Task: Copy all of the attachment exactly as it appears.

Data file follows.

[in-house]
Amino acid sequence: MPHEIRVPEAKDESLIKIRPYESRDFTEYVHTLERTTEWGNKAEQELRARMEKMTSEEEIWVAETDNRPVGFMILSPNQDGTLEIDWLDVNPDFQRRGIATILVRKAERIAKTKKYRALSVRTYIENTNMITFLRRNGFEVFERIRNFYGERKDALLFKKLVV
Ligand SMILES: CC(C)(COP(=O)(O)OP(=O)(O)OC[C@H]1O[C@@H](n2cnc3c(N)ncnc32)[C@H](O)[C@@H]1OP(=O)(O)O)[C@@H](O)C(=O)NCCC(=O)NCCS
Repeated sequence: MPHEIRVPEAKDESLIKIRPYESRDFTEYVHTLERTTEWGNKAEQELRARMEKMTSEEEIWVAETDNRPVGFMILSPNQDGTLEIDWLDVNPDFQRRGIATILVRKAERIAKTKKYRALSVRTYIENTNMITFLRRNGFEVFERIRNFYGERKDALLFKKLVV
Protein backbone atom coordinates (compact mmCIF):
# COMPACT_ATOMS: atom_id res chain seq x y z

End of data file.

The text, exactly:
[in-house]
Amino acid sequence: MPHEIRVPEAKDESLIKIRPYESRDFTEYVHTLERTTEWGNKAEQELRARMEKMTSEEEIWVAETDNRPVGFMILSPNQDGTLEIDWLDVNPDFQRRGIATILVRKAERIAKTKKYRALSVRTYIENTNMITFLRRNGFEVFERIRNFYGERKDALLFKKLVV
Ligand SMILES: CC(C)(COP(=O)(O)OP(=O)(O)OC[C@H]1O[C@@H](n2cnc3c(N)ncnc32)[C@H](O)[C@@H]1OP(=O)(O)O)[C@@H](O)C(=O)NCCC(=O)NCCS
Repeated sequence: MPHEIRVPEAKDESLIKIRPYESRDFTEYVHTLERTTEWGNKAEQELRARMEKMTSEEEIWVAETDNRPVGFMILSPNQDGTLEIDWLDVNPDFQRRGIATILVRKAERIAKTKKYRALSVRTYIENTNMITFLRRNGFEVFERIRNFYGERKDALLFKKLVV
Protein backbone atom coordinates (compact mmCIF):
# COMPACT_ATOMS: atom_id res chain seq x y z